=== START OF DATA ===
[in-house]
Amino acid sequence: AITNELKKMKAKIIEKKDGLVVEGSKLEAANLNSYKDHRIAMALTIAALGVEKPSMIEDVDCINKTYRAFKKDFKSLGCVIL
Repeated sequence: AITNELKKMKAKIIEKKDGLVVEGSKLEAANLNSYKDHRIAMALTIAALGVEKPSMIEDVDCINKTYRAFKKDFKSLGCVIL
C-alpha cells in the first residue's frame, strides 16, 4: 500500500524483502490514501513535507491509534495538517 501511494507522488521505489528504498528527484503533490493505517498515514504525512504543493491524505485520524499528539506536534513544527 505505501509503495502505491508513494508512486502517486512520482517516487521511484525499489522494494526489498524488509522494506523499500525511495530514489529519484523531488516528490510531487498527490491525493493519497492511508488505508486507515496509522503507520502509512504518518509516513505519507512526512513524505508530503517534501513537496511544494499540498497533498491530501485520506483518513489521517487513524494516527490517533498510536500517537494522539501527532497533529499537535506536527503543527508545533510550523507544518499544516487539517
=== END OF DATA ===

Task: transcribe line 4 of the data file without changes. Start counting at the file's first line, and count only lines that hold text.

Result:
C-alpha cells in the first residue's frame, strides 16, 4: 500500500524483502490514501513535507491509534495538517 501511494507522488521505489528504498528527484503533490493505517498515514504525512504543493491524505485520524499528539506536534513544527 505505501509503495502505491508513494508512486502517486512520482517516487521511484525499489522494494526489498524488509522494506523499500525511495530514489529519484523531488516528490510531487498527490491525493493519497492511508488505508486507515496509522503507520502509512504518518509516513505519507512526512513524505508530503517534501513537496511544494499540498497533498491530501485520506483518513489521517487513524494516527490517533498510536500517537494522539501527532497533529499537535506536527503543527508545533510550523507544518499544516487539517